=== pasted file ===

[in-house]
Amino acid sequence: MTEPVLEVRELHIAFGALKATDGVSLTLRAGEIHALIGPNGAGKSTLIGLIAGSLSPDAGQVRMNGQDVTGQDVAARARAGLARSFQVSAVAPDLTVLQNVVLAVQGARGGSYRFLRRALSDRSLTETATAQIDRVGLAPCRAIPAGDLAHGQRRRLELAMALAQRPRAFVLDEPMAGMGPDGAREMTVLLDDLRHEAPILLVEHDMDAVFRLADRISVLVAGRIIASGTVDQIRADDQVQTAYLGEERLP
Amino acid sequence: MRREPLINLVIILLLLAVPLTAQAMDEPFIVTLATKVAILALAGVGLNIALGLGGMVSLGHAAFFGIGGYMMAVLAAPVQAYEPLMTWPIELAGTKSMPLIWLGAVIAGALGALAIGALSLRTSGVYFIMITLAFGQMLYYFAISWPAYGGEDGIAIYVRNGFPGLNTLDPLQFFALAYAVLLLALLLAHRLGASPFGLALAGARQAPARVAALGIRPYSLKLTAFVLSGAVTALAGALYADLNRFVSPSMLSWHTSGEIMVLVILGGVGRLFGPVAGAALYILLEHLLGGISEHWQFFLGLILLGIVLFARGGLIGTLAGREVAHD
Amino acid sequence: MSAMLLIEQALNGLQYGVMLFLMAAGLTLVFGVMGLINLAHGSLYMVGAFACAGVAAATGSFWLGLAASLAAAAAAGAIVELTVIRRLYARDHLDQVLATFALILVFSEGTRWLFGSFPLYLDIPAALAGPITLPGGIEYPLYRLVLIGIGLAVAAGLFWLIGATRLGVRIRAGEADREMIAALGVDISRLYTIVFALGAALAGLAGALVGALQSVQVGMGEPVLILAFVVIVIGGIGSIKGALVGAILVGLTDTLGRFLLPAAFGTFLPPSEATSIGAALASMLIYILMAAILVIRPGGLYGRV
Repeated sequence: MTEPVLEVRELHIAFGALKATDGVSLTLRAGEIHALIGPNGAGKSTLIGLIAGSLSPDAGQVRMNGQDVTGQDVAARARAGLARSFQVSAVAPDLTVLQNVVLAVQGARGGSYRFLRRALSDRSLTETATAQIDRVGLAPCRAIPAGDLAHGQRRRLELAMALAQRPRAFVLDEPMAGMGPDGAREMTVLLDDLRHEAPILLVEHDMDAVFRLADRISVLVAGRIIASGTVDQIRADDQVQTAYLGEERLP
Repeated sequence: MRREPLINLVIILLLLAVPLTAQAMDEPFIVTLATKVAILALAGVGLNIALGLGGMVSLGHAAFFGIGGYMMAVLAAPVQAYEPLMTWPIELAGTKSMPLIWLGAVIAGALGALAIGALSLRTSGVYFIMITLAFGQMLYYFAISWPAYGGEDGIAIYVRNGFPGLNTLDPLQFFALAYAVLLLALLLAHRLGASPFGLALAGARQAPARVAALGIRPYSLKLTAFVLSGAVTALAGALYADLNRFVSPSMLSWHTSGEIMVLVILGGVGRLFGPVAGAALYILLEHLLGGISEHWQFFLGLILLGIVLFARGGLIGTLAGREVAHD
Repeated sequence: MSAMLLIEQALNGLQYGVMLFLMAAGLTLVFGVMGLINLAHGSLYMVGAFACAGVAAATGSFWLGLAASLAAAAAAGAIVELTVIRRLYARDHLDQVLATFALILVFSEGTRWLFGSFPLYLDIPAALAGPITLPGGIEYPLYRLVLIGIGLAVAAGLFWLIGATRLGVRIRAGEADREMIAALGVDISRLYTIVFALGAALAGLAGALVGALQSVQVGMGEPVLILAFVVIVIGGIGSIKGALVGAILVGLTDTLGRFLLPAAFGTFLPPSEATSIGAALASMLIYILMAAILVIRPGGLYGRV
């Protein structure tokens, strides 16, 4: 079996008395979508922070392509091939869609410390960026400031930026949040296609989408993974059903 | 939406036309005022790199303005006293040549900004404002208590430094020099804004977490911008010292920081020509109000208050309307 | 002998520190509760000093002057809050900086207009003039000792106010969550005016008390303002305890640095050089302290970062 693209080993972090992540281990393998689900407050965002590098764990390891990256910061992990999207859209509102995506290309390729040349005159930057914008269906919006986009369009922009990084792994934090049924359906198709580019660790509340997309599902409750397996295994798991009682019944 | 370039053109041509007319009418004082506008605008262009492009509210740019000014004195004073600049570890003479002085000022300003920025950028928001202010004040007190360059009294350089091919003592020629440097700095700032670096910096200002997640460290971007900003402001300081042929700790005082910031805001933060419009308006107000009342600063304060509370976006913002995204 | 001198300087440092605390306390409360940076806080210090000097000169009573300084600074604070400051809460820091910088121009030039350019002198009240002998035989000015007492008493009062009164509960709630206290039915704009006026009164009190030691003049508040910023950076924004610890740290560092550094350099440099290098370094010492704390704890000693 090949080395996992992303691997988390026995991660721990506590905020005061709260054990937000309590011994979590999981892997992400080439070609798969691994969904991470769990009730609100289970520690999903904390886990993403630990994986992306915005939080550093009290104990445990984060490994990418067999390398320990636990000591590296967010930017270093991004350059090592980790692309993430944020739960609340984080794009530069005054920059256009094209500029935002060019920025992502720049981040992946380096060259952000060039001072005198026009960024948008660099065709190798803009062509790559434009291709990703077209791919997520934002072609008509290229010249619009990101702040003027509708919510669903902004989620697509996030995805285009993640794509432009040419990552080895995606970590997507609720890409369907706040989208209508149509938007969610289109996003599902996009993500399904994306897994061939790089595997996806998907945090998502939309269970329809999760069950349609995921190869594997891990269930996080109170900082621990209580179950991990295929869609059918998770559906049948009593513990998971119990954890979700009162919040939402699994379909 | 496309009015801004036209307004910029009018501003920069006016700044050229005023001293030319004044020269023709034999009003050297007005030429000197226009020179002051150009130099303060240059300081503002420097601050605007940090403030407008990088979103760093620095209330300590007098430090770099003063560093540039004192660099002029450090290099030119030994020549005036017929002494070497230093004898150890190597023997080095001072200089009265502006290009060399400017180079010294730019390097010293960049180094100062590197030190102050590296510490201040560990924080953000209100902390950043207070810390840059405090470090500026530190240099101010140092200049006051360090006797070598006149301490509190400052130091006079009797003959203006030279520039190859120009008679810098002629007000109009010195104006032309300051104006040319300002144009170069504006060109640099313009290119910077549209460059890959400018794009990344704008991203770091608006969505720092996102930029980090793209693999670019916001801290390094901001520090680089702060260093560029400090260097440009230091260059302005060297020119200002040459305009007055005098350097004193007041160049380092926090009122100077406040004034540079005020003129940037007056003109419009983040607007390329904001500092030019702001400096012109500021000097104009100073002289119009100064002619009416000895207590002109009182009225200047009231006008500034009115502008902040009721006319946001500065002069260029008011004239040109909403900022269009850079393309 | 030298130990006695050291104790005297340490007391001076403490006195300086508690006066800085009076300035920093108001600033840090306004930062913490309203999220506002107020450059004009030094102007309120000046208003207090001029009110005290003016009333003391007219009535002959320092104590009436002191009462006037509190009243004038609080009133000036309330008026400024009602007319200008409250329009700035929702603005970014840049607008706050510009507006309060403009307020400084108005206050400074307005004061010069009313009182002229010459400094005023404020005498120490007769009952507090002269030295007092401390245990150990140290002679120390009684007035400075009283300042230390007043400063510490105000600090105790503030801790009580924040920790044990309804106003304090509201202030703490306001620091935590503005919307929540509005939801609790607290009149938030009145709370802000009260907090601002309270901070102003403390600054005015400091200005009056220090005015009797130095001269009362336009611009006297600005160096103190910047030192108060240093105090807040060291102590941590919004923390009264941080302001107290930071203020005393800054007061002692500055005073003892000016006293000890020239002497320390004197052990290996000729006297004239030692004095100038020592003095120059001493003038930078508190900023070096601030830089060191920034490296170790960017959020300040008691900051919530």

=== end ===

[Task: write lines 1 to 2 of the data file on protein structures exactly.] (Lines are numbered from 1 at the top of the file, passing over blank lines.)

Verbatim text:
[in-house]
Amino acid sequence: MTEPVLEVRELHIAFGALKATDGVSLTLRAGEIHALIGPNGAGKSTLIGLIAGSLSPDAGQVRMNGQDVTGQDVAARARAGLARSFQVSAVAPDLTVLQNVVLAVQGARGGSYRFLRRALSDRSLTETATAQIDRVGLAPCRAIPAGDLAHGQRRRLELAMALAQRPRAFVLDEPMAGMGPDGAREMTVLLDDLRHEAPILLVEHDMDAVFRLADRISVLVAGRIIASGTVDQIRADDQVQTAYLGEERLP